So he gave us a brilliant set up; a bright and youthful male, in a colorless, hellish, survivalist, brooding environment with absolutely no genuine parental or pedagogic involvement. Add to the mix completely daft, easily manipulated minions and a bit of the hallucinogens… it’s like fucking Candy Land and it’s easy to see – not justify – why Alex turns out the way he does. And what Burgess thrusts upon us at the height of the novel is such a gift; a real picture of the UGLY in people – I’m referring to the government officials and doctors involved in the Ludovico treatment (during and after). The ugly is the enjoyment derived from stripping humanity off another for personal material gains; it’s the incessant desire to oppress and manipulate. These guys are the real monsters in the story, not Alex.

What I love about that 21st chapter is its audacity to proclaim faith in human nature. I’m not talking about Charles Manson types here (though I’m sure someone would be willing to make an argument in his defense) – I’m excluding the people who are actually really fucked up in the head because that requires an understanding, that I don’t have, of repercussions of chemical imbalances and such. But everyone else; I think we all have within us what we need to see life – all life – for what it is: all we have, and equally deserving of existence in all its forms. Once this insanely basic concept is practiced by any one person, the idea of right and wrong takes a waaaaay back seat to simply living decently with yourself and everything else around you. It’s that fantastic concept of self-governance; where there is mutual respect and empathy, there isn’t need for dictation and punishment.  The final chapter alludes to this concept as Alex undergoes genuine self reassessment – maturity, if you will. Do I like the idea of Alex dreaming of a government job and raising a family as the manifestation of this very enlightening personal journey? Not particularly, but it’s a reflection of the middle class dream, and that’s very graspable and relatable, so we’ll leave it be.  It’s probably very smart of Burgess, actually. Or totally ironic?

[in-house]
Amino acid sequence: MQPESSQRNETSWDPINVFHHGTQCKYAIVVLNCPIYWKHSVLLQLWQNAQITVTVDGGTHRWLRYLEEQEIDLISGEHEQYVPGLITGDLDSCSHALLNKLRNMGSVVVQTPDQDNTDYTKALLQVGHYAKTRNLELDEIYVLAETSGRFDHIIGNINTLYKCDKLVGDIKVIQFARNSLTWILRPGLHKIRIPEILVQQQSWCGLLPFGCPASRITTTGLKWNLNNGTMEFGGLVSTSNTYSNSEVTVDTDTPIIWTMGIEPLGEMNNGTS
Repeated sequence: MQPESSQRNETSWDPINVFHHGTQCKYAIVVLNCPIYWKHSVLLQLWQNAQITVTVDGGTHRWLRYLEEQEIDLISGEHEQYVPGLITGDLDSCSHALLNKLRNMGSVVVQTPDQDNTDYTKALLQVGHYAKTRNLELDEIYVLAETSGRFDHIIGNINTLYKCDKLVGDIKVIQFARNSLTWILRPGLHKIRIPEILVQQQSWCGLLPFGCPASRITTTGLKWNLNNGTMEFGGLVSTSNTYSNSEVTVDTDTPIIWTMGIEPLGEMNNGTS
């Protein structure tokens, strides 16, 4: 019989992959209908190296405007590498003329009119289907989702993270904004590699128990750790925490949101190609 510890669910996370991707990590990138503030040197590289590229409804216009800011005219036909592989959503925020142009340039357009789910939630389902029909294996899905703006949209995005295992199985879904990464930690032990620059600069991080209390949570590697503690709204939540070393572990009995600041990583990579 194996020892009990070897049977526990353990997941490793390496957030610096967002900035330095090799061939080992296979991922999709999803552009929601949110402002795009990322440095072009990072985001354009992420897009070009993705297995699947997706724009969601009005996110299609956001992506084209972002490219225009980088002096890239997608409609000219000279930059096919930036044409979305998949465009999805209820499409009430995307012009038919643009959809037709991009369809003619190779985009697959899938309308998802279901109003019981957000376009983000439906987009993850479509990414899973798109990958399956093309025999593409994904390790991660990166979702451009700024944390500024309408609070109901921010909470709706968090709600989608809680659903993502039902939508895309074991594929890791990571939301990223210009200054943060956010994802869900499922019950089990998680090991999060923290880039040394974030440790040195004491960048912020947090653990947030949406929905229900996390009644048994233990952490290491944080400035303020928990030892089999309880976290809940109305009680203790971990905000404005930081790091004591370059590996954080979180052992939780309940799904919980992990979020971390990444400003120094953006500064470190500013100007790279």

So yeah. The 21st chapter rocks and that first American editor/publisher was just looking to maximize profits by maximizing shock value at the cost of truth and art.

[mmm… gee  wiz, I can’t think of anything or any one like that *cough* tabloids *cough* Fox News *cough* Lady GaGa]

But then again, I love the movie as it is, it’s brilliant, it’s beautiful, it’s perfect, it stands on its own, and it is so because of how the book was published in the US. So… it is what it is. Didn’t I just say that? What?

If anyone has any thoughts, other than on what I’m wearing right now, I’d love to hear (read) them. Even if you think I make no sense and should shut the fuck up. Just tell me why, at least.